Actor Spotlight

DFW actor John S. Davies reveals penchant for cheap wine and guitars

DFW actor John S. Davies reveals penchant for cheap wine and guitars

John S. Davies in Stella & Lou
John S. Davies stars at Lou in Circle Theatre's Stella & Lou, opening August 21. Photo by Leah Layman
Actor John S. Davies
Actor John S. Davies is also a director. Photo by James Bland
John S. Davies in WaterTower Theatre's "Black Tie"
Davies in Black Tie at WaterTower Theatre. Photo by Mark Oristano
Theatre Three presents Other Desert Cities
Davies with Lydia Mackay and Connie Coit in Other Desert Cities at Theatre Three. Photo by Jeffrey Schmidt
John S. Davies as Prospero in Shakespeare Dallas' "The Tempest"
Davies as Prospero in The Tempest at Shakespeare Dallas. Photo by Linda Blase
John S. Davies in "Sylvia" at Contemporary Theatre of Dallas
Davies with Catherine DuBord in Contemporary Theatre of Dallas' Sylvia. Photo by George Wada
John S. Davies in "A Skull in Connemara" at Second Thought Theatre
Davies and Drew Wall in Second Thought Theatre's A Skull in Connemara. Photo by Kari Engelbrecht
John S. Davies in Stella & Lou
Actor John S. Davies
John S. Davies in WaterTower Theatre's "Black Tie"
Theatre Three presents Other Desert Cities
John S. Davies as Prospero in Shakespeare Dallas' "The Tempest"
John S. Davies in "Sylvia" at Contemporary Theatre of Dallas
John S. Davies in "A Skull in Connemara" at Second Thought Theatre

In Bruce Graham’s exploration of late-life loneliness, Stella & Lou, it takes a zesty woman to shake up one man’s staid existence. That man is portrayed by John S. Davies in Circle Theatre’s production, which runs at the Fort Worth theater from August 21 through September 20.

If Davies looks familiar, it’s because he’s no stranger to Dallas-Fort Worth stages — or film and TV screens, for that matter. Recent seasons have found him onstage at Theatre Three (Other Desert Cities), WaterTower Theatre (Black Tie) and One Thirty Productions (Finishing School). But he can also be spotted on screen in Robo-cop, Magnolia, JFK and The Alamo.

As a director, he’s led productions for Shakespeare Dallas, Circle Theatre and the winners of the prestigious screenwriting competition, Ballroom Marfa, in Marfa, Texas. 

Before tending bar as Lou at Circle, Davies took the time to fill out our survey of serious, fun and sometimes ridiculous questions.

Name: John S. Davies. Yes, I use the middle initial.

Role in Stella & Lou: Lou

Previous work in the DFW area: I’ve worked at most of the professional theaters in the DFW area and some that are, sadly, no longer with us. Somewhere north of 60 professional productions.

Hometown: I was born in Regensburg FRG (Federal Republic of Germany) and grew up around the world. When we lived in the U.S., it was in various suburbs of Washington, D.C. So, basically, I don’t have a hometown.

Where you currently reside: Carrollton

First theater role: In R.U.R. by Karel Capek at Westminster School, Simsbury, Connecticut. I don’t remember which one of the scientists I played.

First stage show you ever saw: It may well have been the first one I was in, which probably doesn’t count.

Moment you decided to pursue a career in theater: Probably the first time I worked with professional actors as the Musician in Twelfth Night at the California Actors Theater in Los Gatos, California.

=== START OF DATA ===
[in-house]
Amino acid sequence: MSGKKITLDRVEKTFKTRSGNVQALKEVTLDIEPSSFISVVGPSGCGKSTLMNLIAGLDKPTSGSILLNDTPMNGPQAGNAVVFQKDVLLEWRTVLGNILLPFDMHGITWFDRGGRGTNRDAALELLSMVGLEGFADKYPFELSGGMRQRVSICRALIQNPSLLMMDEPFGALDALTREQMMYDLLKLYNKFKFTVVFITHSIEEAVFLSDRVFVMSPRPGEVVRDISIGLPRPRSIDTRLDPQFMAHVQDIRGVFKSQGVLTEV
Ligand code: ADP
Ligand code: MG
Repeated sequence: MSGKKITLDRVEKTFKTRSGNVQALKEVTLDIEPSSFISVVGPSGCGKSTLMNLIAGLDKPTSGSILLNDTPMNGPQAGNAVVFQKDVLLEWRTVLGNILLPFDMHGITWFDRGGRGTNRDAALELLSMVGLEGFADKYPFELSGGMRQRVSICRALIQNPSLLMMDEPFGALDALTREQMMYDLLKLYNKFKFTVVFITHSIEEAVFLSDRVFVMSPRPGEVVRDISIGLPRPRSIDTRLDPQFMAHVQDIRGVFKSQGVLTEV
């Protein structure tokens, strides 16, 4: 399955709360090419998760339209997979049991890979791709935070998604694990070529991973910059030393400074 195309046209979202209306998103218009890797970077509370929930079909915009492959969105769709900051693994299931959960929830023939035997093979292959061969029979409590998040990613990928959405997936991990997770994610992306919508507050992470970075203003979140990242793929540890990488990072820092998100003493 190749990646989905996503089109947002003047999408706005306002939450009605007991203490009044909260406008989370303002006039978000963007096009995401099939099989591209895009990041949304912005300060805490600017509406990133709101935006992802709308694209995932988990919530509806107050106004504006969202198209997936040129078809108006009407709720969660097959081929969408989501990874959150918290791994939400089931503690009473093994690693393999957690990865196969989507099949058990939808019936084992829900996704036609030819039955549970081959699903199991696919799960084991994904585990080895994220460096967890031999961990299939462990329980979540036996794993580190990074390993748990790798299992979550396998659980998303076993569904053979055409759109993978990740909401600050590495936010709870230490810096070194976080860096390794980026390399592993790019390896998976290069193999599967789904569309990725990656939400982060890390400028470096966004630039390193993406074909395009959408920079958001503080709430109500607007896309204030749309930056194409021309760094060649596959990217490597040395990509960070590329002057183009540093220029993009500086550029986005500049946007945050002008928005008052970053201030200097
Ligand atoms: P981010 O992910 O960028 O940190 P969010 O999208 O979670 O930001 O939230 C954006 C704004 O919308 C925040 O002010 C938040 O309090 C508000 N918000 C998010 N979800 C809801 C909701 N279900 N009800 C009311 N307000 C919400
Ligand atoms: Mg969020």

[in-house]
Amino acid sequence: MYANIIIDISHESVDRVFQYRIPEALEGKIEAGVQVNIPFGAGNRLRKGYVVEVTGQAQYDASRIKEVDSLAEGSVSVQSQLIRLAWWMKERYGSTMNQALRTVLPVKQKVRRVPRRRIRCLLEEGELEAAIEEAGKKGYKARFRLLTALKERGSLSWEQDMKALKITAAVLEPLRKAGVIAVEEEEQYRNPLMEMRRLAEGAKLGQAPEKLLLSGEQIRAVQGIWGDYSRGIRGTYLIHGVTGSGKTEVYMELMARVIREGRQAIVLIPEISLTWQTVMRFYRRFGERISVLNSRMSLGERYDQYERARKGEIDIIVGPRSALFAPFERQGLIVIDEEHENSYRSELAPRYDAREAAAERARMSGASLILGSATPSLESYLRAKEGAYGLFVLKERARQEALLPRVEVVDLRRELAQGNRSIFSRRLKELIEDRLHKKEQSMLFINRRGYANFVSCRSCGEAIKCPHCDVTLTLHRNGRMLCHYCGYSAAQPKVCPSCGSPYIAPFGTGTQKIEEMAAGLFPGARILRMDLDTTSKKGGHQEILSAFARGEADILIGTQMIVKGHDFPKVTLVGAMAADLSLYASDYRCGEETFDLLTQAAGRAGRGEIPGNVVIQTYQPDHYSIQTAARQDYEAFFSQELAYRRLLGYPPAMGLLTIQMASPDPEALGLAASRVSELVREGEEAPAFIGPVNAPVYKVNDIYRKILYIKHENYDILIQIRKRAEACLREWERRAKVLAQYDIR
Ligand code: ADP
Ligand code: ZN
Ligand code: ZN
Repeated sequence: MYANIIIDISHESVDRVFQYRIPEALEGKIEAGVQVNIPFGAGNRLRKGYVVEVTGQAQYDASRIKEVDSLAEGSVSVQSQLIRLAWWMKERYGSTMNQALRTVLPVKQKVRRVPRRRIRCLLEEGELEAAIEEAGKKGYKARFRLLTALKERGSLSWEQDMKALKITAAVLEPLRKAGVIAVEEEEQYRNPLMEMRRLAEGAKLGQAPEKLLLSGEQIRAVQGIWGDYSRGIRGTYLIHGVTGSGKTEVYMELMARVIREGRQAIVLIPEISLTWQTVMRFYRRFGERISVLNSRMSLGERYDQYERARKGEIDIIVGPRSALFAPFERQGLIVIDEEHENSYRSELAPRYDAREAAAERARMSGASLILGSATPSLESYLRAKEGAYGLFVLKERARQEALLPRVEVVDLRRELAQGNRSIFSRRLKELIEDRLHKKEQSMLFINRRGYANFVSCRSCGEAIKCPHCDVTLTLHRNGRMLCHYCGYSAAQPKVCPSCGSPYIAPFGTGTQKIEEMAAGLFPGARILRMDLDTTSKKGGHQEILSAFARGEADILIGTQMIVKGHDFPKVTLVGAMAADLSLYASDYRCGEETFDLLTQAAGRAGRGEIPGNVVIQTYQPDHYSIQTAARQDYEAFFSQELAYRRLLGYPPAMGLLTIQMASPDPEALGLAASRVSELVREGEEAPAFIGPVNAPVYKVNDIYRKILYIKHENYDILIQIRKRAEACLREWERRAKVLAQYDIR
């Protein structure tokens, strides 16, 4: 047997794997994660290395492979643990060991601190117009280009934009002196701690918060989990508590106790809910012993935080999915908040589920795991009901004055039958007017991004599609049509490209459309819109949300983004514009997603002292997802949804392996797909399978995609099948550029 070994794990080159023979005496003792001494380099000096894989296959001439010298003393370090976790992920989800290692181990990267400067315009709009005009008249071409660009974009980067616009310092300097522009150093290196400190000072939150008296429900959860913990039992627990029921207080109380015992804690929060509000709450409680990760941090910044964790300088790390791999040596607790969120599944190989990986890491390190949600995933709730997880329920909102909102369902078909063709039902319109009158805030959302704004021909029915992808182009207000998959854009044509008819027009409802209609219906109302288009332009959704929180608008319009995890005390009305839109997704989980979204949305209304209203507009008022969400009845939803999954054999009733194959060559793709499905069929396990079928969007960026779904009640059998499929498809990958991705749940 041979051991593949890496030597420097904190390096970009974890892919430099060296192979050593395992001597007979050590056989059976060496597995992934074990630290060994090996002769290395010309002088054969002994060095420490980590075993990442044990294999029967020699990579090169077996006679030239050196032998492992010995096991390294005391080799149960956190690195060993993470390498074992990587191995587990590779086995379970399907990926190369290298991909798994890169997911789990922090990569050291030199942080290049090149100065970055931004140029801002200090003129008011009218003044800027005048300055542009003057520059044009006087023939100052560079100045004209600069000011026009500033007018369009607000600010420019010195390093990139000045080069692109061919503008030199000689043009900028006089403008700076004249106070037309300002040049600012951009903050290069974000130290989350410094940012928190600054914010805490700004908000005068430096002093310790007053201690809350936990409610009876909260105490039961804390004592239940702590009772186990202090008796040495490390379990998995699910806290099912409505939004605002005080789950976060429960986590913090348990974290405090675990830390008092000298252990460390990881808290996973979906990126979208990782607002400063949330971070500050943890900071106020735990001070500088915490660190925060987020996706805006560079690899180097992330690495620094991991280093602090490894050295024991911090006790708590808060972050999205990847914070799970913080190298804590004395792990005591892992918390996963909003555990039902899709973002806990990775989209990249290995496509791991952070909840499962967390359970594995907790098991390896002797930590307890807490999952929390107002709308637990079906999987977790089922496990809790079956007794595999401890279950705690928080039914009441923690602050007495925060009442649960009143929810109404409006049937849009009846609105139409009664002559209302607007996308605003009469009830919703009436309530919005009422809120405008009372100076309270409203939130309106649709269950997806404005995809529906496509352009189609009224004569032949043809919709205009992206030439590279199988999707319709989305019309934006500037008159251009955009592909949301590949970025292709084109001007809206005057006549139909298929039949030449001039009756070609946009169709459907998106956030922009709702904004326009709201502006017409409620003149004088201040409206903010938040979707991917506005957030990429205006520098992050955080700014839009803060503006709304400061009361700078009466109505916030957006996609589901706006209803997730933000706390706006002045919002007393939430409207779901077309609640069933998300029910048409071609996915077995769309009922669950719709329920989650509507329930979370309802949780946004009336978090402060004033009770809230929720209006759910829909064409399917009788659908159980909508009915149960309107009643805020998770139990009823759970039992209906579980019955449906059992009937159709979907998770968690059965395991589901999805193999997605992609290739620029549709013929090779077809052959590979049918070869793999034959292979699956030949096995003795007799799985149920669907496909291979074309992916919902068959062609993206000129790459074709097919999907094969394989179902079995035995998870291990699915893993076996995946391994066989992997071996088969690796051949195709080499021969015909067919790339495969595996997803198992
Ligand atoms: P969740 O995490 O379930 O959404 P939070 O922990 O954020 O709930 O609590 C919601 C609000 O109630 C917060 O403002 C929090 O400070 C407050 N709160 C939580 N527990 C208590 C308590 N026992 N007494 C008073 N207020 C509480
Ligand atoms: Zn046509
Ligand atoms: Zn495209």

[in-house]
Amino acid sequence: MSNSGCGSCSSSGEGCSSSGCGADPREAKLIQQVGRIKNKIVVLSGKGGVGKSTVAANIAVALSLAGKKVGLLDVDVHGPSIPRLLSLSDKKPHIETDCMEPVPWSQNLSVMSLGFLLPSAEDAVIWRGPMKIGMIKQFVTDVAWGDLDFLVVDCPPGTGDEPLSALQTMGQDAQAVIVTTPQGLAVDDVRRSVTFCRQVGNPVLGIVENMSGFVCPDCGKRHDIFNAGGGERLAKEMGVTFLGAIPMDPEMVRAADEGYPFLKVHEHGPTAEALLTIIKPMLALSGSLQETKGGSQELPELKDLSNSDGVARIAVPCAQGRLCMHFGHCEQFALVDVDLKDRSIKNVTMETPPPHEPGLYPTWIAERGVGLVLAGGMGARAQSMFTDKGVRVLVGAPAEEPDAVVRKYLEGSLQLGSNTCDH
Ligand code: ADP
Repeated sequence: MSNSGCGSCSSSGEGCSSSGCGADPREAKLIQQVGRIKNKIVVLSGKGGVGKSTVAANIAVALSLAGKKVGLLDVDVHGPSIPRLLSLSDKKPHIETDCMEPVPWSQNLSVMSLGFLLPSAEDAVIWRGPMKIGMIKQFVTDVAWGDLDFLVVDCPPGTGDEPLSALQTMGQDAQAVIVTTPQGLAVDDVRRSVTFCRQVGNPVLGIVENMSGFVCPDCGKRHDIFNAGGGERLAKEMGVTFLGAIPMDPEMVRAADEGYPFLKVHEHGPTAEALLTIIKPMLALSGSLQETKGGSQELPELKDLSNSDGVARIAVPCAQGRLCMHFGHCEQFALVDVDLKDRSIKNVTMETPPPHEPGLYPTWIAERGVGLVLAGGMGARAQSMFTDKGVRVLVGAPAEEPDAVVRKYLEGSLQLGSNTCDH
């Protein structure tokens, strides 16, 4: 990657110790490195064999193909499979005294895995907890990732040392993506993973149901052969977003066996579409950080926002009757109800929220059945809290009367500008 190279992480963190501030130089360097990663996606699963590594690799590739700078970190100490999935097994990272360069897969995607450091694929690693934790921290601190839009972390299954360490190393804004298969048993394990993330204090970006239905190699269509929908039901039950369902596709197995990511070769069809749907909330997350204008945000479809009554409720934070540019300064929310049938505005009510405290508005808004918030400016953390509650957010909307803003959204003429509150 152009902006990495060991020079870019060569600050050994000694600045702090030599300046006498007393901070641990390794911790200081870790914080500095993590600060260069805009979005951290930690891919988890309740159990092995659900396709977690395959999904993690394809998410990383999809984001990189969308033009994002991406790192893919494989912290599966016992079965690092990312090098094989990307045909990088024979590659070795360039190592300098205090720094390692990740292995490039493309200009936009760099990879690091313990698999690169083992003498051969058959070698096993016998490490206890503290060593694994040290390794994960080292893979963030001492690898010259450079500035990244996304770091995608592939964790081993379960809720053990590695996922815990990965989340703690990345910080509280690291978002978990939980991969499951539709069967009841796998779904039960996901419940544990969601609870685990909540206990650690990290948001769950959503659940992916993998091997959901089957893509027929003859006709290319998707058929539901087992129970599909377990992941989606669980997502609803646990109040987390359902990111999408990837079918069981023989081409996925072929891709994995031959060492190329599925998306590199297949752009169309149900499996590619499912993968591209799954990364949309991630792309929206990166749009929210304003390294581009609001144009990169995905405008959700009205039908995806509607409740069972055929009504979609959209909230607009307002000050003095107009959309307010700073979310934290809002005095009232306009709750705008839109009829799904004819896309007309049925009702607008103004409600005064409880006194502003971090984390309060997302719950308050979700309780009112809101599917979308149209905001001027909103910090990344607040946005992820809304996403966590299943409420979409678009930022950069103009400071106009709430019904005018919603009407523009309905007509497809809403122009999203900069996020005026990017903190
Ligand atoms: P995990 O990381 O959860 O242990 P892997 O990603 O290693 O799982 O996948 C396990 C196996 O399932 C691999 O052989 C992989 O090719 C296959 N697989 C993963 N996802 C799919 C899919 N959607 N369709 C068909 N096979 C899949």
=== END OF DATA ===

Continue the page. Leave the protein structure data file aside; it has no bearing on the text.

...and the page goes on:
Most challenging role you’ve played: Maybe Willy Brandt in Democracy

Special skills: Guitar, dialects, charm

Something you’re REALLY bad at: Working in an office

Current pop culture obsession: Allison Tolman in Fargo

Last book you read: The Moving Target by Ross MacDonald

Favorite movie(s): I’m not a big movie fan.

Favorite musician(s): Bob Dylan, Eric Clapton, Robert Johnson, my son Rees

Favorite song: "Crossroads"

Dream role: Lear

Favorite play(s): August Wilson’s, but I don’t really have favorites.

Favorite musical(s): A Chorus Line

Favorite actors/actresses: Phillip Seymour Hoffman, Allison Tolman, Cliff Stephens

Favorite food: Key lime pie

Must-see TV show(s): The Wire, Breaking Bad

Something most people don’t know about you: I didn’t live in the U.S. until I was 6 years old.

Place in the world you’d most like to visit: Wales

Pre-show warm-up: Coffee and a cigarette

Favorite part about your current role: It’s funny and it’s in Philly.

Most challenging part about your current role: It’s funny and it’s in Philly.

Most embarrassing onstage mishap: I did a terrible play called Ancestors many years ago. The whole experience was embarrassing, but at one point we had an onstage sword fight with cheap ceremonial sabers. My opponent’s blade broke off at the hilt and I had to chase him offstage.

Career you’d have if you weren’t a performer: Drinking cheap wine in a gutter.

Favorite post-show spot: Whatever’s close to the theater.

Favorite thing about Dallas-Fort Worth: My grandchildren 

Most memorable theater moment: So many, but when I was in grad school as an apprentice at the Dallas Theater Center under Paul Baker, we did a three-hour adaptation of War and Peace. I understudied the role of Prince Andrei, the lead, and played a small role as his servant.

I attended all the rehearsals and learned the lines but never actually rehearsed the entire role. Then one Wednesday, I was working in the scene shop before a matinee when the call came in that the actor playing the Prince had thrown his back out and couldn’t get out of bed.

I was hustled up to the dressing room and hastily tried on all his costumes — including tight riding breeches and fitted military jackets — while lines were fired at me by the ASM. I went on, was led around the stage by the other actors, dropped a line here and there, but ended up in a bed center stage (the Prince dies at the end) thinking, “I did it. I don’t know how but I did it.”

The other actor never recovered, and I ended up playing the last three-and-a-half weeks of the run.